Views expressed in opinion columns are the author's own.
In the last few months, Rihanna seems to have gained a bit of weight. The internet has been quick to notice and criticize. I, for one, am all for Rihanna's changing body. Maybe keeping up with celebrities is not what I should be doing this summer, but I know I'm not alone in my more superficial hobbies. And one thing that always stuck like a needle in my side was how seemingly every conventionally attractive female celebrity stayed conventionally attractive year after year. While that's probably not true, it's certainly the image put out to consumers.
Since middle school, I have been embarrassingly consumed with the fickle relationship between the amount of Ben and Jerry's I eat and the way my acid-wash cutoff shorts fit. Sometimes it feels like weight maintenance is more difficult than weight loss. I've driven myself crazy overcompensating for eating what I wanted. And that need to maintain, that toxic fear of change, has stayed with me in varying degrees my entire life.
But then here comes 2017 Rihanna, rocking about 10 extra pounds yet seemingly not weighed down at all. Maybe her unbothered air is masking some kind of relatable insecurity. I hope not. I hope that this fabulous, chunkier Rihanna knows that she still has the same amazing effect on audiences everywhere.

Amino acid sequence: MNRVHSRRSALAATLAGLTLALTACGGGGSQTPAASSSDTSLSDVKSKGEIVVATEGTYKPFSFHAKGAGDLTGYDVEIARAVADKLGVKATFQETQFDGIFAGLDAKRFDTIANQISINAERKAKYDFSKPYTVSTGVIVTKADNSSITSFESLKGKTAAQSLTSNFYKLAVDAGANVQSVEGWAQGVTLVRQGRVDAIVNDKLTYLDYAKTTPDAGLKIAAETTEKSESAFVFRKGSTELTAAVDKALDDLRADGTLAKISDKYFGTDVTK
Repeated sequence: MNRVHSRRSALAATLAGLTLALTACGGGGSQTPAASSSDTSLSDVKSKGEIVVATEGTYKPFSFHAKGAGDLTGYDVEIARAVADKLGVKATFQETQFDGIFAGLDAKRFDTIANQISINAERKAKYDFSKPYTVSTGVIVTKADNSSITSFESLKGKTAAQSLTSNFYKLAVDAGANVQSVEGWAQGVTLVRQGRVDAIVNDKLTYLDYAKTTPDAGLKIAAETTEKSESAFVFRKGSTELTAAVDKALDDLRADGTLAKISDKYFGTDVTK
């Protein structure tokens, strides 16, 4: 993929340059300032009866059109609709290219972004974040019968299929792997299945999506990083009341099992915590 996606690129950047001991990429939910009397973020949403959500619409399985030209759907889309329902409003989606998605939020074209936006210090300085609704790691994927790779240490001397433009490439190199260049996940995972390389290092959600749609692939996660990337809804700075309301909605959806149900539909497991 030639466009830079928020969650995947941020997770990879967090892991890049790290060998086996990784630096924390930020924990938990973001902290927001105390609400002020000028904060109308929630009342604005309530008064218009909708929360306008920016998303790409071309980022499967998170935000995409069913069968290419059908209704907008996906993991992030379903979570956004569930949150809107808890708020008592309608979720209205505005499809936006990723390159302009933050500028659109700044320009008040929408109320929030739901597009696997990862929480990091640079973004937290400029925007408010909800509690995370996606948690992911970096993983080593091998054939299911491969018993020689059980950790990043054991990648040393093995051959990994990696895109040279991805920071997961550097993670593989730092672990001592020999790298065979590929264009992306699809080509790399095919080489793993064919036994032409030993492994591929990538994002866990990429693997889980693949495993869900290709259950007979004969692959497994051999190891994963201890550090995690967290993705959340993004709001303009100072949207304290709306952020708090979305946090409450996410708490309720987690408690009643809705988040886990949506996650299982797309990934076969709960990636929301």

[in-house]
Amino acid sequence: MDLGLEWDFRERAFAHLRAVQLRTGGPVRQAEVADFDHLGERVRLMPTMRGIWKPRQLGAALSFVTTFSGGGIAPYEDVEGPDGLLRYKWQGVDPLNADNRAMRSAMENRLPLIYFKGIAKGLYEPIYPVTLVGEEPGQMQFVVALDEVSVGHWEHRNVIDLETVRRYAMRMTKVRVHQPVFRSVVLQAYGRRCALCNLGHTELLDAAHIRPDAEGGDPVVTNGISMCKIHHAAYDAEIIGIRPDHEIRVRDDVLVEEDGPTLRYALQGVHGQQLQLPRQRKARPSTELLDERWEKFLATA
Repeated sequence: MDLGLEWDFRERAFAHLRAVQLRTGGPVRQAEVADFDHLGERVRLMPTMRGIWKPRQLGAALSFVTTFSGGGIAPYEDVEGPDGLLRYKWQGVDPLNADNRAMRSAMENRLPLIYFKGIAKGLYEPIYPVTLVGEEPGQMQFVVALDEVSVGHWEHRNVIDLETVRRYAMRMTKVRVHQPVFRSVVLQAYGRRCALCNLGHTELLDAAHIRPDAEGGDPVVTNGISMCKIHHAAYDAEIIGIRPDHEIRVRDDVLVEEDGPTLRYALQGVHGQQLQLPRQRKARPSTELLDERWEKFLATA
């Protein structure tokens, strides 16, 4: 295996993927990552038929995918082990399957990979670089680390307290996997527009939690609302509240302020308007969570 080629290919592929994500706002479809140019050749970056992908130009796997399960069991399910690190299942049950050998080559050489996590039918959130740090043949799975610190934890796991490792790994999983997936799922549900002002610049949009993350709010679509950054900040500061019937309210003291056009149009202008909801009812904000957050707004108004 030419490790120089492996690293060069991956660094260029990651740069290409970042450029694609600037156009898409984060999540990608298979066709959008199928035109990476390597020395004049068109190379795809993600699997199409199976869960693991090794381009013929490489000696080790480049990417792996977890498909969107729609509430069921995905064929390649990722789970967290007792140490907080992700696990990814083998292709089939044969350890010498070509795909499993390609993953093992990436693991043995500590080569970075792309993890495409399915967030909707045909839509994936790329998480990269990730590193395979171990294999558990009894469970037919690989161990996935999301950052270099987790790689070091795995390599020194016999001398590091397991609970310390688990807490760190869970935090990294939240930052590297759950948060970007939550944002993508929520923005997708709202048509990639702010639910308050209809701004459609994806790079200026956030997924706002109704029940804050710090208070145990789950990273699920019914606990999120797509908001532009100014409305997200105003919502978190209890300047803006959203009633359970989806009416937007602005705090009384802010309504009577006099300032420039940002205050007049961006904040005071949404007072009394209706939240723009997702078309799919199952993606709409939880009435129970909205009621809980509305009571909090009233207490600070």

I love the growing plus-size model industry, or better yet, the increasing diversity of body types in fashion shows and marketing campaigns. But what I am really loving is the acceptance of change I see showcased by Rihanna. I love the idea that weight gain is not failure, it is only a result of a life change. Maybe she's been eating more studio sliders as she records. Maybe she's been vacationing and trying the food the world has to offer. Maybe she's given herself a break. It's not my place to investigate, but for whatever it's worth, Rihanna's weight gain is a souvenir of the life she's living.
Rihanna probably did not set out to make a statement, but she's influencing others nonetheless. Girls and boys as young as preteens will look at her, killing the game with unmatched confidence, and hopefully know they are attractive and worthy as more than one iteration of themselves. Maybe anyone freaking out about the freshman fifteen will feel better about the fact that their changing bodies are probably the result of late night Pizza Kingdom, long talks over Insomnia Cookies or between-class lunches at the Chick-Fil-A in Stamp. While these indulgences may have made our bellies a little softer and our thighs a little thicker, I didn't go to any of those places without my friends.
Erin Hill is a sophomore psychology major. She can be reached at firstname.lastname@example.org.